SAN FRANCISCO -- Some of the more Easter Egg-like announcements at Google I/O 2013 this week focus on Google Wallet.
The digital payments service has struggled to get wider adoption in comparison to the likes of PayPal and Square, among others.
But Google isn't giving up. One of the more creative new features rolling out in the coming months (at least in the United States) is the ability to send digital funds via Gmail.
To further encourage integration of Google Wallet services on mobile apps, a couple of engineers from the division offered some simple tips and tricks to achieving higher conversion through mobile commerce on Android.
Given that there are 900 million activated Android devices worldwide, there are certainly opportunities abound.
Nevertheless, Jon Boekenoogen, a software engineer on the Google Wallet team, acknowledged during an afternoon session that there are at least three primary challenges: discovery, account management, and the payments process itself.
Boekenoogen also cited internal research that the current mobile cart abandonment rate is approximately 97 percent.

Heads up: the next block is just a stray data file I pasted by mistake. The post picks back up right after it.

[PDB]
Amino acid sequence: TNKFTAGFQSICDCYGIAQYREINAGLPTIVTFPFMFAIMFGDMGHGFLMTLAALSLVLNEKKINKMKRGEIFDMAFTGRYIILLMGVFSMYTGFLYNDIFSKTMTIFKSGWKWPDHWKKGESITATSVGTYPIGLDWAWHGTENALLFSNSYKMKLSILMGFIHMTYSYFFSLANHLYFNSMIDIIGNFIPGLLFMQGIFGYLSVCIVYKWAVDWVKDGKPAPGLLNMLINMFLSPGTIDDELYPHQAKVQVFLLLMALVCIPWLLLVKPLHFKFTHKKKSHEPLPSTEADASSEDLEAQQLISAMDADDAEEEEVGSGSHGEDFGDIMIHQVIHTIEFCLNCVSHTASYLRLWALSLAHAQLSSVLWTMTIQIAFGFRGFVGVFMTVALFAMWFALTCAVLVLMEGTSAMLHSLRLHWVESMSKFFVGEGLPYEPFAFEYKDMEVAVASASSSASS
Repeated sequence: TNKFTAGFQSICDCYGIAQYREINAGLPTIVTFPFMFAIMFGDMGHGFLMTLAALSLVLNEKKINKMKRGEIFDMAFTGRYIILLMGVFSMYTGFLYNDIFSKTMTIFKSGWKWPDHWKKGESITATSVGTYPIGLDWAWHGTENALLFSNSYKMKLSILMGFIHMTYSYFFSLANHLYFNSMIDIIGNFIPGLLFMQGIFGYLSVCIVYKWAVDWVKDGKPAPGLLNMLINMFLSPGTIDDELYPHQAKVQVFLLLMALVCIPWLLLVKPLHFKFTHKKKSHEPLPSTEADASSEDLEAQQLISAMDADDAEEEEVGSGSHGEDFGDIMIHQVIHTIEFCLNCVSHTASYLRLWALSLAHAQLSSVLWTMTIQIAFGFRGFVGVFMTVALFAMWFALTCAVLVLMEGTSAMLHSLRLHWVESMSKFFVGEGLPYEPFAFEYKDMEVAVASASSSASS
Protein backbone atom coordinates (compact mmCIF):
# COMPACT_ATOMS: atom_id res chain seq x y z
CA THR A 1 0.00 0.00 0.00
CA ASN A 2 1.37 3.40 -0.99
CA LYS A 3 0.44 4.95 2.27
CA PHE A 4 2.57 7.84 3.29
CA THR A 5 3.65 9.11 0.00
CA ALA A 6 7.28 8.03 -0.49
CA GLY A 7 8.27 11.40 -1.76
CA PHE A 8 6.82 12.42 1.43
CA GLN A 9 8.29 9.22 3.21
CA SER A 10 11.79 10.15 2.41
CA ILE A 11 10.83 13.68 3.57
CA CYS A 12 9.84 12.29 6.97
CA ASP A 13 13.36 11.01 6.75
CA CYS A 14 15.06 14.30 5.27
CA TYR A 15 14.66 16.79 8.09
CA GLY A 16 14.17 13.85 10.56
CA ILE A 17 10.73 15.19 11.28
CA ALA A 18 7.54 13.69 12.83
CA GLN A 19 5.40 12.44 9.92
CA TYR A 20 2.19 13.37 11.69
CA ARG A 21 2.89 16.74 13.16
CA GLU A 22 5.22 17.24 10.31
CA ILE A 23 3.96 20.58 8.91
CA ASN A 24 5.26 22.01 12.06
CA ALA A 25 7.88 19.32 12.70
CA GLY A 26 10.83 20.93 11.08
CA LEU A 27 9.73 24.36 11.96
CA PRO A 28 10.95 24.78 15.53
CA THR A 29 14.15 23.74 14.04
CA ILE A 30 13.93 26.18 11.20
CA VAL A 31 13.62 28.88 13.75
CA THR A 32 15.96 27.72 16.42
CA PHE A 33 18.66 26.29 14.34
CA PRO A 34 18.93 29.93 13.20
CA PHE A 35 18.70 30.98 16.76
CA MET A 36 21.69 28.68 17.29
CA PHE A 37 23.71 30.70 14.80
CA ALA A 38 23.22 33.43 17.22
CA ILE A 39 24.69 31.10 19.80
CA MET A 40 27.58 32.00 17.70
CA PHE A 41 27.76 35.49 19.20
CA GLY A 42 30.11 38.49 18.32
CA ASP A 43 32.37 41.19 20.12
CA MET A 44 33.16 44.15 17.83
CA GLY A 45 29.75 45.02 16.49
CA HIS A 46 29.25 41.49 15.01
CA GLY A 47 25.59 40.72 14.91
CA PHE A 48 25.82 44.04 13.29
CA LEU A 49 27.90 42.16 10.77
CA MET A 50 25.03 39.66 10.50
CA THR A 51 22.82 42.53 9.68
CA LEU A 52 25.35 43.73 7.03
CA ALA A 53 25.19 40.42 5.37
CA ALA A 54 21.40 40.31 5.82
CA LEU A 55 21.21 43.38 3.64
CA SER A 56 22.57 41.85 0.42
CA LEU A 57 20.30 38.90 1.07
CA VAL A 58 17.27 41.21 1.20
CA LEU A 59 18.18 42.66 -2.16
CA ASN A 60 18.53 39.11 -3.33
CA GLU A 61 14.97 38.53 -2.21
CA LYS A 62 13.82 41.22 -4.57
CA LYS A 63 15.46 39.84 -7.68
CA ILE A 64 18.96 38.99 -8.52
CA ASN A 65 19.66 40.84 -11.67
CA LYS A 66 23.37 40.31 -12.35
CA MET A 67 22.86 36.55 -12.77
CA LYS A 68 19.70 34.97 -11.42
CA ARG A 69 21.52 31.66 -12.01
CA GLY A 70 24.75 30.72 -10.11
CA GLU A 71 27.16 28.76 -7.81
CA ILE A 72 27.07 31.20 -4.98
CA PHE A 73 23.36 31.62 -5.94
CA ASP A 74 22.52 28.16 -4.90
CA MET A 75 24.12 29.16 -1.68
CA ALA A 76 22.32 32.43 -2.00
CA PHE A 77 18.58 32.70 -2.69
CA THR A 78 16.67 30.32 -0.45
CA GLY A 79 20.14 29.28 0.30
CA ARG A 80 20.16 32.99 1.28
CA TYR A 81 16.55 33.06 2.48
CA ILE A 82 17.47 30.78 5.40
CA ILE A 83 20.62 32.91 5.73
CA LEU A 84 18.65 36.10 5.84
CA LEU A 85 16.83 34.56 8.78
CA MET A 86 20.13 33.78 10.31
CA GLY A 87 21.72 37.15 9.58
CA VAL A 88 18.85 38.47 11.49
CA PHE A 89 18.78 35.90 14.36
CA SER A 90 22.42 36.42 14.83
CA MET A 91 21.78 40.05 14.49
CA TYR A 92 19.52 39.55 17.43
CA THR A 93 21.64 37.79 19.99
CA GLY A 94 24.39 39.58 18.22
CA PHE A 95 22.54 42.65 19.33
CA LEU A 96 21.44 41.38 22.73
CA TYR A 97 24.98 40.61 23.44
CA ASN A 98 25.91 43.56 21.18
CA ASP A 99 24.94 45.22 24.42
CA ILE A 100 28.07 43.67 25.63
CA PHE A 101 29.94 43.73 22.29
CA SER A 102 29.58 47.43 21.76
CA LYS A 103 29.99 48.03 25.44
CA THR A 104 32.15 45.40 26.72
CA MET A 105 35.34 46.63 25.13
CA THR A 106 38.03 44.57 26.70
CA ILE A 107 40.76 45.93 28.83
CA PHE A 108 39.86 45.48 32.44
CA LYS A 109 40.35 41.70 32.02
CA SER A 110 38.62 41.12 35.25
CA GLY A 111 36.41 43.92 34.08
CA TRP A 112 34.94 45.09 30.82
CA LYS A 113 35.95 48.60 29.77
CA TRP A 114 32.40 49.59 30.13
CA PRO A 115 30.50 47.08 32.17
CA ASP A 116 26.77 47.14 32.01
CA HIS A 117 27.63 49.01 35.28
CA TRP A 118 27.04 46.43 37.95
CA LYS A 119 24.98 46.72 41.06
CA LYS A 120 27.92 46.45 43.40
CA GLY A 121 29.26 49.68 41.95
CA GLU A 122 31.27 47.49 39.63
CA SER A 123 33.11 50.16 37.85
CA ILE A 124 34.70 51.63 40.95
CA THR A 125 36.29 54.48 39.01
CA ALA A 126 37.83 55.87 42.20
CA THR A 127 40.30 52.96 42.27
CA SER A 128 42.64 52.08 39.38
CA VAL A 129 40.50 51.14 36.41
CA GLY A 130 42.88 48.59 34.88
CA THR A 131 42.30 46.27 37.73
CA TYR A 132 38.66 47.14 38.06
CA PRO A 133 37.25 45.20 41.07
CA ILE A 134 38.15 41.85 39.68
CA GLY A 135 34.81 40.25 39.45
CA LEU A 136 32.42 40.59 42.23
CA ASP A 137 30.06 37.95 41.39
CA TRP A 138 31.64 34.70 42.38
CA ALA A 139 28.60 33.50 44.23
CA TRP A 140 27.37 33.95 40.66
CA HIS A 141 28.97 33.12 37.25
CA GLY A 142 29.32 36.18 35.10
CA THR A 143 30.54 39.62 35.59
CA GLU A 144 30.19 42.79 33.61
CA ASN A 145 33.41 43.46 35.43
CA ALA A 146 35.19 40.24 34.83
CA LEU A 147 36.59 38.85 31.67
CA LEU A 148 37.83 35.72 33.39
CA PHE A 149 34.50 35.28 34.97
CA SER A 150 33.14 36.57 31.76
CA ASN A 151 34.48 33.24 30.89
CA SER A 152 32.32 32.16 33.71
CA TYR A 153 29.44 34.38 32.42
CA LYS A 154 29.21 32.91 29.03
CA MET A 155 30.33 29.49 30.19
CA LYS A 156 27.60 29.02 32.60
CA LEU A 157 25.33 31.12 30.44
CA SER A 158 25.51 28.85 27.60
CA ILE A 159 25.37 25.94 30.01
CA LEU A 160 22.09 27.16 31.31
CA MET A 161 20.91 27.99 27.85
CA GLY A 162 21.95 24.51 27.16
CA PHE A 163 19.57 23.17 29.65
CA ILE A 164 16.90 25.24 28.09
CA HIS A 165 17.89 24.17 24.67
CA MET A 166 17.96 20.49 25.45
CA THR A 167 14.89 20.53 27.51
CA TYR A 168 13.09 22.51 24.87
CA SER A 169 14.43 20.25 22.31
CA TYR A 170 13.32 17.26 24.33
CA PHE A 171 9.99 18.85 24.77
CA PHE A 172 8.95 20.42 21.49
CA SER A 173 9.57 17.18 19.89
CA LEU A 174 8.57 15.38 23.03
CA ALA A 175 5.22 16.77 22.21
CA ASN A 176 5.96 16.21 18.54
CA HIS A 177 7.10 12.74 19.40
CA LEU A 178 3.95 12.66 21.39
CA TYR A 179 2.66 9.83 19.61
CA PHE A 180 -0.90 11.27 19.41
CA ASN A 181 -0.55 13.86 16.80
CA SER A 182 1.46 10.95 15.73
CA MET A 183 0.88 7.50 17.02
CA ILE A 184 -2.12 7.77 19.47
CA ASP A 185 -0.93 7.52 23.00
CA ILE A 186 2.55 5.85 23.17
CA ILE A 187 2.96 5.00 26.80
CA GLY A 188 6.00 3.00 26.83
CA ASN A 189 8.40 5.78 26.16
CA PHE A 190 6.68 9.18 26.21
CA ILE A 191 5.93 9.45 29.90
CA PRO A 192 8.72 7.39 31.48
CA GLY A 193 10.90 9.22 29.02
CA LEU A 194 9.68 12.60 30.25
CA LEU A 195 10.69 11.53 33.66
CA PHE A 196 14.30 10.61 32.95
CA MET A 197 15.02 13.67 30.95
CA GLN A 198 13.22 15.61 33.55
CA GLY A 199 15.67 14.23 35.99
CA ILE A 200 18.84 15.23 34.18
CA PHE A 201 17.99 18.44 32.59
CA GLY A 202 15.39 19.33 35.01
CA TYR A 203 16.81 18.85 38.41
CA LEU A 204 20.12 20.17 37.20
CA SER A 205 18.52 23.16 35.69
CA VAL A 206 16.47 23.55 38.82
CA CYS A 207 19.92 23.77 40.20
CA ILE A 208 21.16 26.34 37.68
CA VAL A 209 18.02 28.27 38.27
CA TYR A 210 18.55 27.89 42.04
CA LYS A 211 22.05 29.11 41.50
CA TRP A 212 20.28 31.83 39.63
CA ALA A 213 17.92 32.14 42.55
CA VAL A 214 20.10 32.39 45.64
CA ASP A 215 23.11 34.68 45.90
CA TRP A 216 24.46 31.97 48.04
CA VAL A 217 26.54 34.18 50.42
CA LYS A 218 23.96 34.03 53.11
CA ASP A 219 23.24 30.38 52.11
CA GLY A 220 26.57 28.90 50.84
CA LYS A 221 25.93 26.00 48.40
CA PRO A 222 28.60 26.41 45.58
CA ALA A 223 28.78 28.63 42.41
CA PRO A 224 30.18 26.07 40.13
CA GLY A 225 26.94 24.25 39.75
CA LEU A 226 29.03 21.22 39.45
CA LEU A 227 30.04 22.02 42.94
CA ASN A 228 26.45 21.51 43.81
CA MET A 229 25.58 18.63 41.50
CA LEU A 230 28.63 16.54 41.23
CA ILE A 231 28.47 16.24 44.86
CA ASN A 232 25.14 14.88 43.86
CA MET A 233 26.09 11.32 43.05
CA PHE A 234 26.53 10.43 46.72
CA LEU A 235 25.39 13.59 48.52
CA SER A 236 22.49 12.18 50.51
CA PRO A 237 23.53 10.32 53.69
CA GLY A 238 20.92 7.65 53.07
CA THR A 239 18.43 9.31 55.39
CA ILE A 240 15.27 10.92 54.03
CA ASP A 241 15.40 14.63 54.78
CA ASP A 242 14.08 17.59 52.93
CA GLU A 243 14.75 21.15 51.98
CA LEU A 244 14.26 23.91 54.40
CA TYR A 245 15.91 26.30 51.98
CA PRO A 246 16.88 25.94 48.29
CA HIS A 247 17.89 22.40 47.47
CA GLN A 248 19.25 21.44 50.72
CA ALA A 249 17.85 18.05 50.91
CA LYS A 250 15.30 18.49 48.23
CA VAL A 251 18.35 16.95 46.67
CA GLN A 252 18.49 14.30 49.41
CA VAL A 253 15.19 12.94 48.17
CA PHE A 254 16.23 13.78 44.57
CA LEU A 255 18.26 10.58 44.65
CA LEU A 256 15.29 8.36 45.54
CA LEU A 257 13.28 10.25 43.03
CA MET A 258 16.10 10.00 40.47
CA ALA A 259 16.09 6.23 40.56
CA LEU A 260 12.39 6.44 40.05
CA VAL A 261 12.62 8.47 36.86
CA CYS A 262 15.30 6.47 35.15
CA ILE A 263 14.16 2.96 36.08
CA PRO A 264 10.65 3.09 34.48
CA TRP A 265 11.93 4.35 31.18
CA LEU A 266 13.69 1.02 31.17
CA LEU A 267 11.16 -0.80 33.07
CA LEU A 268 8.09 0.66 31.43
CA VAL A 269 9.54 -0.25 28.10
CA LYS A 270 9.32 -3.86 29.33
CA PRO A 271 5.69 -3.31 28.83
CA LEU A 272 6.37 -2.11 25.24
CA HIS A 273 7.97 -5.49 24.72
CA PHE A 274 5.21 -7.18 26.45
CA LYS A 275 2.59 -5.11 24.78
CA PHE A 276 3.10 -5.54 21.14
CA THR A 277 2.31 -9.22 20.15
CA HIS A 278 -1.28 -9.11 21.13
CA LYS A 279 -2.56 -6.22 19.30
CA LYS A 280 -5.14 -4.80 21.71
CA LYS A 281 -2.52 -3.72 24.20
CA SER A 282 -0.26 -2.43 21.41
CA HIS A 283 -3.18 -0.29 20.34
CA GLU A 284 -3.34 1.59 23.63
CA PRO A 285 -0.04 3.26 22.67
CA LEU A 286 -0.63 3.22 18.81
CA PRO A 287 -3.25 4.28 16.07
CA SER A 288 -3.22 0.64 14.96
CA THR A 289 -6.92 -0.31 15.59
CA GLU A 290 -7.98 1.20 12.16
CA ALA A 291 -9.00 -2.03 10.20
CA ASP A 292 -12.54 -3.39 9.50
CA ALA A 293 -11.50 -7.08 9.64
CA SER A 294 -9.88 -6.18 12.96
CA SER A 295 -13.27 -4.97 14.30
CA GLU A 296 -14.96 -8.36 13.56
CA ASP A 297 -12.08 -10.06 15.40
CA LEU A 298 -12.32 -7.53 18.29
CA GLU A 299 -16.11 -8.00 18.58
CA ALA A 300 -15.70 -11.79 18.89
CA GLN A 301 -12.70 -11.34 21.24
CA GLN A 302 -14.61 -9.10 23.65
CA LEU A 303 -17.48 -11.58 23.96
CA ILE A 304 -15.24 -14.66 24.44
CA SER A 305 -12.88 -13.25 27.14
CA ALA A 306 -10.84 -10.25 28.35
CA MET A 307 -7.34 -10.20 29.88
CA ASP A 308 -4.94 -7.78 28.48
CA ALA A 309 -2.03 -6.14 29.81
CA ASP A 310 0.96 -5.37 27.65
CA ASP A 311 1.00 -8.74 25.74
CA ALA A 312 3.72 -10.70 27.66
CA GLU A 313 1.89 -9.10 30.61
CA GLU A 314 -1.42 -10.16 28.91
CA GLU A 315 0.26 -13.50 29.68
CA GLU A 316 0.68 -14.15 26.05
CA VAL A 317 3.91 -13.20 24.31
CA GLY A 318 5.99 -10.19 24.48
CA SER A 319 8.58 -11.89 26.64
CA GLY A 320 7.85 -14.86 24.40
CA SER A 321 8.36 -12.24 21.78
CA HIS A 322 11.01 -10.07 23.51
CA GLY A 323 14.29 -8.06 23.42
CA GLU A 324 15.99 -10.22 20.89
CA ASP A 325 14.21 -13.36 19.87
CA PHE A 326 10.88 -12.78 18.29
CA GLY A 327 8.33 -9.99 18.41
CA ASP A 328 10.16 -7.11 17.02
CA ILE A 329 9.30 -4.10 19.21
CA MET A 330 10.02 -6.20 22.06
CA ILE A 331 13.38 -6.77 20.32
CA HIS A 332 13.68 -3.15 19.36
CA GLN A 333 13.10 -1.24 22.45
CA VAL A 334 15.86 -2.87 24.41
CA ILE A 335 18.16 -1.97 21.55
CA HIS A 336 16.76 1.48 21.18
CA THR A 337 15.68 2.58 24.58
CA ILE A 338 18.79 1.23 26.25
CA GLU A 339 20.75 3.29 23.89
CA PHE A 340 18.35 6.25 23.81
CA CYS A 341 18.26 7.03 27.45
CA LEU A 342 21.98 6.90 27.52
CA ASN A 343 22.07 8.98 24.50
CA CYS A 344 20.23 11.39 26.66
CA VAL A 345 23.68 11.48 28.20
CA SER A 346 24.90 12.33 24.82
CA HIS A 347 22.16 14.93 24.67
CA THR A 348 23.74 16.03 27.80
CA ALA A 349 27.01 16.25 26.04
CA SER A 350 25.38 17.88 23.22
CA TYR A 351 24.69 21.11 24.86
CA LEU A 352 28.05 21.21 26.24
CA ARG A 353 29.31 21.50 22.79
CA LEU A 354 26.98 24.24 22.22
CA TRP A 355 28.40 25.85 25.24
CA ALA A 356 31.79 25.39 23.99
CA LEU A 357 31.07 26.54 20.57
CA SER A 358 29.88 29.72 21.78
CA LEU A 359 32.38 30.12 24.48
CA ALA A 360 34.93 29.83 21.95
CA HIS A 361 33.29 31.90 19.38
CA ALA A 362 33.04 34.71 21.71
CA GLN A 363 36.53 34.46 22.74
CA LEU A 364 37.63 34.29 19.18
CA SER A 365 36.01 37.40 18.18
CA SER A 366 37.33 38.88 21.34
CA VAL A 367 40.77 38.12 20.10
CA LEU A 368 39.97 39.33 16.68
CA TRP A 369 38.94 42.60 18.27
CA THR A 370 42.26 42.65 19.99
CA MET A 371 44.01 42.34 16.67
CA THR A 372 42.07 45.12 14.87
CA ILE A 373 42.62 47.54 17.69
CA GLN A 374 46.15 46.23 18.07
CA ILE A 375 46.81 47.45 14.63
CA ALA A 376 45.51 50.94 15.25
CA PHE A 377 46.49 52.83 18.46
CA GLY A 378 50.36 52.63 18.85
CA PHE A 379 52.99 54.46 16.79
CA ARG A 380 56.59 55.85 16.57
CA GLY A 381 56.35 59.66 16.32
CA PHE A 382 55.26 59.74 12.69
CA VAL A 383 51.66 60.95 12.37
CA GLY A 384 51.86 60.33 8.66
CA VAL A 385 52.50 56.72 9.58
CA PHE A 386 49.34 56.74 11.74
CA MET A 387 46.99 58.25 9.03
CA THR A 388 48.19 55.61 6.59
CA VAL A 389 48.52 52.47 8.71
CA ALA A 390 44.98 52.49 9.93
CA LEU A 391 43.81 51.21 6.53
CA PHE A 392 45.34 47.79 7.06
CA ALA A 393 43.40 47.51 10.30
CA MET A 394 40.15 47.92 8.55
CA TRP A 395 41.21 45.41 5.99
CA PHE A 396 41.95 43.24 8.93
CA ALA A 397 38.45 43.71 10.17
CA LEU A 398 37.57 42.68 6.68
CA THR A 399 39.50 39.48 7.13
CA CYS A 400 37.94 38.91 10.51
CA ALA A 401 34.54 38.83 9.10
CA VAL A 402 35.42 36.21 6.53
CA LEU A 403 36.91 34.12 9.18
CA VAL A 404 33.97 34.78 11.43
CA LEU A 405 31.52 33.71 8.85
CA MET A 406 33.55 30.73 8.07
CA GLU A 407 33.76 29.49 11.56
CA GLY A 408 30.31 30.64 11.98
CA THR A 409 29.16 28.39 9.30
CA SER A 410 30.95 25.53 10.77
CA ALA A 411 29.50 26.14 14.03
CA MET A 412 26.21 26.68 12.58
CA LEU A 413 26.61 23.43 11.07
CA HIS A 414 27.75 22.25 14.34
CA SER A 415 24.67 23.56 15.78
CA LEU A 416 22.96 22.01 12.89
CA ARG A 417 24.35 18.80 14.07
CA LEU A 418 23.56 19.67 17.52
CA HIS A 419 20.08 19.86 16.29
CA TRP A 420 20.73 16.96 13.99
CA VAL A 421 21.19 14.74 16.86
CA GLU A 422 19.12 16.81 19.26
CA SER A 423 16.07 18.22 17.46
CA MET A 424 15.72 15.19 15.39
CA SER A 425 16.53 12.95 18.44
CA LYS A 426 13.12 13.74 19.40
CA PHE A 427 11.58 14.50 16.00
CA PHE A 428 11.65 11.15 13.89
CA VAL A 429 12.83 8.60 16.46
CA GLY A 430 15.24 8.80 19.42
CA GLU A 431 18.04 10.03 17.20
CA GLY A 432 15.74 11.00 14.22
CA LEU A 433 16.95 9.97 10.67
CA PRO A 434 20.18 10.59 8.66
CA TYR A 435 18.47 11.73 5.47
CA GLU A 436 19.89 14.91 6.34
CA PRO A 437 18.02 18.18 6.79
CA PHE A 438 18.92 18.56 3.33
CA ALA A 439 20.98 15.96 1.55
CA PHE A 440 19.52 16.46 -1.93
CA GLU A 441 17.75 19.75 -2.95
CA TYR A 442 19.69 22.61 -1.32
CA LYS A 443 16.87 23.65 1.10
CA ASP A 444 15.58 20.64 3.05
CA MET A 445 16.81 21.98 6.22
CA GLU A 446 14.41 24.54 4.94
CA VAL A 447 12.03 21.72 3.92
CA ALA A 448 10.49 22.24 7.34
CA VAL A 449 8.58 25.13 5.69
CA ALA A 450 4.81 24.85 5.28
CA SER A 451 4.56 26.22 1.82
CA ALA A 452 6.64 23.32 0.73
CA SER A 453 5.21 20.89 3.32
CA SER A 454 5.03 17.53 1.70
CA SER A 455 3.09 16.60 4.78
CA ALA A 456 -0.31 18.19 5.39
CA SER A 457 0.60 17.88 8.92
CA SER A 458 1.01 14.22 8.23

One new API designed to combat this is the Google Wallet Instant Buy function. Basically, a user with Google Wallet should be able to make faster purchases within a few taps.
For merchants, the integration is supposed to be "lightweight" (as well as secure) through the delivery of a virtual proxy card of the consumer's information.
Google software engineer John Stuppy also stressed the need of making a good "first impression" with mobile consumers.
Bottom line, this means that apps need to run as fast as possible.
In order to reduce latency, Google added on-device caching. Stuppy explained that the tool identifies necessary data about a user and stores it on device before activity is closed. When the activity is launched again, it can inflate the user interface within 125 milliseconds.
For international sales in particular, ask for the country before the state and city, offer the ability to enter addresses in the native language, and use code strings from the carrier to predict the user's country. The last one suggests to the consumer that the seller is capable of mailing the product to that market.
Naturally, anything having to do with mobile devices, data, and e-commerce raises questions and concerns about security. Stuppy even described that security and privacy are the "unseen user experiences of any commerce application."
In what could be the most basic but essential tip, Stuppy urged using HTTPS protocol simply to protect sensitive information and prevent "man in the middle" attacks.
Otherwise, developers are rather freely opening themselves up to a world of trouble.